Shares of retailer Macy's rose 2% Wednesday, following a report the retailer may build an office tower on top its flagship New York store.
The Bloomberg report is an indication the retailer may be further evaluating ways to make money off its expansive real estate portfolio.
Department stores across the U.S. have been hurt as shoppers make more purchases online, forcing retailers to think of ways to either downsize their footprints or repurpose their stores. Macy's has one of the country's largest fleet of stores, and has been vocal about its desire trim footage at some of its stores.
Macy's declined to comment on the report.
An official from the New York City Department of Buildings told CNBC an application to enlarge the building at 151 West 34th Street has not been submitted, according to the department's records.
Shares of Macy's are down nearly 17% over the past year, giving it a market capitalization of $7.7 billion. However, investment firm Cowen has previously valued the retailer's real estate at roughly $16 billion.
Macy's CEO, Jeff Gennette, earlier this year said the company has been evaluating other uses for some of its flagship locations, including its Herald Square store. He said the company is in the process of holding "preliminary meetings with city officials and community stakeholders" to discuss "complementary uses" at the Herald Square shop.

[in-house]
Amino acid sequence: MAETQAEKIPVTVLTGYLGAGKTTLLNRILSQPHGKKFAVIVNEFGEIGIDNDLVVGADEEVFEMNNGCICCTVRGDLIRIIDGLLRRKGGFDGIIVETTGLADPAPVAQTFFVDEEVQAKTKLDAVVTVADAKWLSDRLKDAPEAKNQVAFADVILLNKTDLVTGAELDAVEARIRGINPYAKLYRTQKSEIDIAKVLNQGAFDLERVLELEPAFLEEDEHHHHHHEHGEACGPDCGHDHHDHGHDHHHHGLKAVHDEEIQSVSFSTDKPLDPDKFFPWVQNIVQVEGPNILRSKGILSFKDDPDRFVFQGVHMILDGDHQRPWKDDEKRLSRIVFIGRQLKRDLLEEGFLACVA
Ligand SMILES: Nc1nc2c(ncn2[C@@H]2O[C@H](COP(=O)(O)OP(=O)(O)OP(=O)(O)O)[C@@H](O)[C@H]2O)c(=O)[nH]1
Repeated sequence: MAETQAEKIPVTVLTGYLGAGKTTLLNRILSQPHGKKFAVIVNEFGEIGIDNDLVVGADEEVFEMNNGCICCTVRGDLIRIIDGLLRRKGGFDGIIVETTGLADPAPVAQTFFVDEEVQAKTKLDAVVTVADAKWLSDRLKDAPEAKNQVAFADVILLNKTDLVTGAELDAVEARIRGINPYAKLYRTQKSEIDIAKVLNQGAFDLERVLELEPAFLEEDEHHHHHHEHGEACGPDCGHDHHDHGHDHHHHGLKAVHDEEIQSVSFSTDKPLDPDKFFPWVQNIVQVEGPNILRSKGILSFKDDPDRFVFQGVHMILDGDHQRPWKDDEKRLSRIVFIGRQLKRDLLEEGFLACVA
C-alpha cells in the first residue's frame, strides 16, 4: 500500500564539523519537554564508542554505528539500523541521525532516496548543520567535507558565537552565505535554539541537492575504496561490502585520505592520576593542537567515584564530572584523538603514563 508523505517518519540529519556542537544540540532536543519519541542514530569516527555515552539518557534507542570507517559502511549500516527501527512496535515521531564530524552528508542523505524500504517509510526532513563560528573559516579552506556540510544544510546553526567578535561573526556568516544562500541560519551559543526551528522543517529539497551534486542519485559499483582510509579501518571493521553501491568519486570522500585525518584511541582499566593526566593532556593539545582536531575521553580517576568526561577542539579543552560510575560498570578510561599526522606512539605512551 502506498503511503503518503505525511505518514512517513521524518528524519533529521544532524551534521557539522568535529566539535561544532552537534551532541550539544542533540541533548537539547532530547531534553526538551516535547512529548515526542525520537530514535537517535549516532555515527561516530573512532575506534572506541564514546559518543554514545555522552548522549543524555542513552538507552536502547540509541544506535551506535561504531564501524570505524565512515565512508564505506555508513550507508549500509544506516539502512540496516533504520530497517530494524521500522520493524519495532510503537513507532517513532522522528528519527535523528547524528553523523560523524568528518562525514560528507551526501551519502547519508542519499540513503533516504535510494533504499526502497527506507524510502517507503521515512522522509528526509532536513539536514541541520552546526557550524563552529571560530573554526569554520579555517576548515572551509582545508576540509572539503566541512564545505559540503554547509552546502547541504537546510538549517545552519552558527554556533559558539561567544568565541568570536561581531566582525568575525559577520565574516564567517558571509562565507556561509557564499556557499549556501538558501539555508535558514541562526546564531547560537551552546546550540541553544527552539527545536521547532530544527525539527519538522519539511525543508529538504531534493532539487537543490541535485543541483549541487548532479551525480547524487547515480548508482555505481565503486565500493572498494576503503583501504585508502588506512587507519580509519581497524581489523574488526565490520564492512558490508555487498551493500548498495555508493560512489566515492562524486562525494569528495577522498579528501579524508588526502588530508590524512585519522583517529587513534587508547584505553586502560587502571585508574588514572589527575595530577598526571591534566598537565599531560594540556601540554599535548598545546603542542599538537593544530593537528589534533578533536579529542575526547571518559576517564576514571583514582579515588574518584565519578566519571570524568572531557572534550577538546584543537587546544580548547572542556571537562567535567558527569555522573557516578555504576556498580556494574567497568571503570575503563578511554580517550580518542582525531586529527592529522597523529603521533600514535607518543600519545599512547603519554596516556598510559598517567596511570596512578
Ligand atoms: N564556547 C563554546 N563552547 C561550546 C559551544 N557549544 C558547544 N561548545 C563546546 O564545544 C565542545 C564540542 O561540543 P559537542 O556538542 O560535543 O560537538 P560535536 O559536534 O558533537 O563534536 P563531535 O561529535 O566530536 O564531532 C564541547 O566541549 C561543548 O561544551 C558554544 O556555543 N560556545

The retailer is also adding 1,500-square-foot "Story" shops, which will curate rotating merchandise, at 36 Macy's stores across the country, including Herald Square store.
Macy's, which also owns Bloomingdale's, operates about 680 department stores. In early 2017, Macy's announced plans to shut 100 stores, but it also has been working with Brookfield Asset Management to redevelop all or part of 50 properties. Another 350 stores are slated to get a facelift. And at four locations, the company is testing a smaller format it calls "neighborhood stores," which are cut by about a fifth.
Should Macy's pursue building an office tower on its flagship, it would not be the first case of an iconic department store in New York's Midtown offering its real estate for offices. Hudson's Bay earlier this year completed the sale of its Lord & Taylor Fifth Avenue store to office sharing company, WeWork Property Investors.
—CNBC's Lauren Thomas contributed to this report.